Coronavirus: fitness industry “devastated” by lockdown

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Gym01

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Gareth Johnson with striking coach Michael Lucy


The fitness industry has been “devastated” by the Covid-19 pandemic, the UKActive trade body has warned.

He calls on the government to support sports and leisure facilities, such as the Eat Out to Help Out program for the food sector.

His suggestions include a reduction in VAT, a break on national insurance contributions and help with back dated rent arrears.

A gym owner said the BBC’s activity had worsened since it reopened.

“People think that now we’re open, we’re fine, but the guidelines mean we can’t really conduct our business in any way we did before, and we still have a full overhead to pay. Said Gareth Johnson, who is a part owner of a mixed martial arts (MMA) gymnasium in Portsmouth.

Mixed martial arts – which combine a number of fighting disciplines, including kickboxing, jiu-jitsu, and wrestling – require close physical contact during training.

Strict rules about people-to-people contact mean MMA fighters can’t train in his gym at all.

Training bubble

Mr Johnson believes Covid’s rules should include a ‘training bubble’ so that two people from different households can train together.

He has written to Chancellor Rishi Sunak and his local MP Stephen Morgan asking for their support, and has the support of Portsmouth North MP Penny Mordaunt.

In a letter to Health Secretary Matt Hancock, seen by the BBC, Ms Mordaunt wrote: “I would like to support a bubble so that people can have an exercise partner outside of their homes with whom they can work out. “.

She adds that it would be “greatly beneficial to have a fund to allow health professionals to prescribe a gym membership.”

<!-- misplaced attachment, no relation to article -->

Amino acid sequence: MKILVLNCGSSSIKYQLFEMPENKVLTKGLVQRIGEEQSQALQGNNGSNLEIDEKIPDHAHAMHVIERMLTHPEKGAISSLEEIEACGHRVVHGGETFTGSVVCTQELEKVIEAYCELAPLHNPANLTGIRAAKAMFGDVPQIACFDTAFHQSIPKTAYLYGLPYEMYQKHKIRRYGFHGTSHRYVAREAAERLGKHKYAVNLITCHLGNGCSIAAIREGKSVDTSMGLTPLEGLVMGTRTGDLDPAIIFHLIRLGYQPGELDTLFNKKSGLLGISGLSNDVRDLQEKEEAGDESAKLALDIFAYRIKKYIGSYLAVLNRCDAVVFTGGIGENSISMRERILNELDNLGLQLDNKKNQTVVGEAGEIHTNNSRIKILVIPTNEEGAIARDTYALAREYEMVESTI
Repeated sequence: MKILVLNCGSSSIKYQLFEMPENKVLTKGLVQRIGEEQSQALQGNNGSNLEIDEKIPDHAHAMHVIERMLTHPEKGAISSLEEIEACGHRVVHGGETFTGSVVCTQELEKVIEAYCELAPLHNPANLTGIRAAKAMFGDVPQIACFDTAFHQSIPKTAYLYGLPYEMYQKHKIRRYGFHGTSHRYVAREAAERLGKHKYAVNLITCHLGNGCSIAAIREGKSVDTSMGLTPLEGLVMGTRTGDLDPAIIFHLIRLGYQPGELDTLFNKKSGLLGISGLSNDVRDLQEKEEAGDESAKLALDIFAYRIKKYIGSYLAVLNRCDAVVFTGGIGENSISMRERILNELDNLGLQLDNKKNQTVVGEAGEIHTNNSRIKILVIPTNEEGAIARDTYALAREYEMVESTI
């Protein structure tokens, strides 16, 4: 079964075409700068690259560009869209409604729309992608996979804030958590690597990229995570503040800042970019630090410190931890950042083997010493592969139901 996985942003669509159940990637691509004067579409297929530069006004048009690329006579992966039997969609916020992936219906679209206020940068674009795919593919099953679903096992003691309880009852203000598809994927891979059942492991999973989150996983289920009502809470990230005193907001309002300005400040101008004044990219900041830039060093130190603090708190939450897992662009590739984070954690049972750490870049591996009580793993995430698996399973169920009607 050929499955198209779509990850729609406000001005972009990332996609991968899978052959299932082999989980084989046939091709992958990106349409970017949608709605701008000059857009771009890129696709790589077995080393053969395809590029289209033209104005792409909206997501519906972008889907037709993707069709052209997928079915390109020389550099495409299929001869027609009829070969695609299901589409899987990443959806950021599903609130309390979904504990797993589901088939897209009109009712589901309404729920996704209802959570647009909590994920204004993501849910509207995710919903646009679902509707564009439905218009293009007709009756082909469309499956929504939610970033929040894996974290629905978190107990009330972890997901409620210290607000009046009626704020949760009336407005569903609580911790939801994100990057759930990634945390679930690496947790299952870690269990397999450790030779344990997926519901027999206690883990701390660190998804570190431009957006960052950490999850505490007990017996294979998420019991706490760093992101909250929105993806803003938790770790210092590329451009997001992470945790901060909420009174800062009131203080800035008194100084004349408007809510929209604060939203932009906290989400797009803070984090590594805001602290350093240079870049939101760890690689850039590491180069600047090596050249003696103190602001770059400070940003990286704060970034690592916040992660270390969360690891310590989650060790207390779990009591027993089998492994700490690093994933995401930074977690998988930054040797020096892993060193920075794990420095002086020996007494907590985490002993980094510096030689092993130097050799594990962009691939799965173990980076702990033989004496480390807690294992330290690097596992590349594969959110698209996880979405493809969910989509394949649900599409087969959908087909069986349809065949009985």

Fight for survival

British fighter Molly McCann and Commonwealth Games boxer Jonathan Francois are among those who trained at Mr Johnson’s Gym01.

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Getty Images

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Combattante UFC Molly McCann


At its peak, it had 1,000 members, but can now only operate at 20% of its capacity under the new guidelines.

Gyms were allowed to reopen in England on July 25 after just over four months of lockdown, but by that time the gymnasium had lost more than half of its members, many of whom were themselves facing challenges. financial difficulties.

Others have been too nervous to come back or feel like they can’t get the exercise they want.

“When we reopened I had an air of excitement that everyone was going to come in and train and get in shape – and that just wasn’t possible,” Mr Johnson said.

“We have a lot of debt that we are having trouble paying. ”

According to the guidelines, which apply to all sports facilities, gymnasiums must adhere to strict hygiene and social distancing measures.

A recent study by UKActive found that people in England visited eight million gyms in the first three weeks after they reopened.

While 17 people subsequently informed gyms that they had tested positive for Covid-19, there was no indication that they had been infected while they were at the gym.

“Covid-19 has devastated the fitness and leisure industry with many businesses with no income but still facing overhead costs,” said Huw Edwards, CEO of UKActive.

“With government support, we can keep fitness facilities open when they are needed most. “

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NHS

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NHS Better Health website does not include information about gyms


The government has launched a campaign urging people to get in shape.

Prime Minister Boris Johnson himself hired a personal trainer to help him lose weight.

But Gareth Johnson believes the Better Health campaign has excluded the commercial fitness industry.

“If you go to the NHS website, there are links where you can pay for diet clubs or online training videos, but no mention at all of going to a gym,” he said. he declares.

Insurance hit

Gym01 is also one of hundreds of UK companies affected by a dispute over whether ‘business interruption’ insurance policy extensions should include losses suffered as a result of the pandemic.

Insurers say they don’t and most haven’t paid the related claims.

A court ruling is due next month after the Financial Conduct Authority (FCA) filed a case citing 17 examples of business interruption claims involving various insurance companies, eight of which are involved.

For Mr Johnson, this resolution cannot come soon enough.

“We need our insurance to pay and we need something that will encourage people to come and train,” he says.

“It’s 10 times worse than the last recession. We are very worried about the future. “

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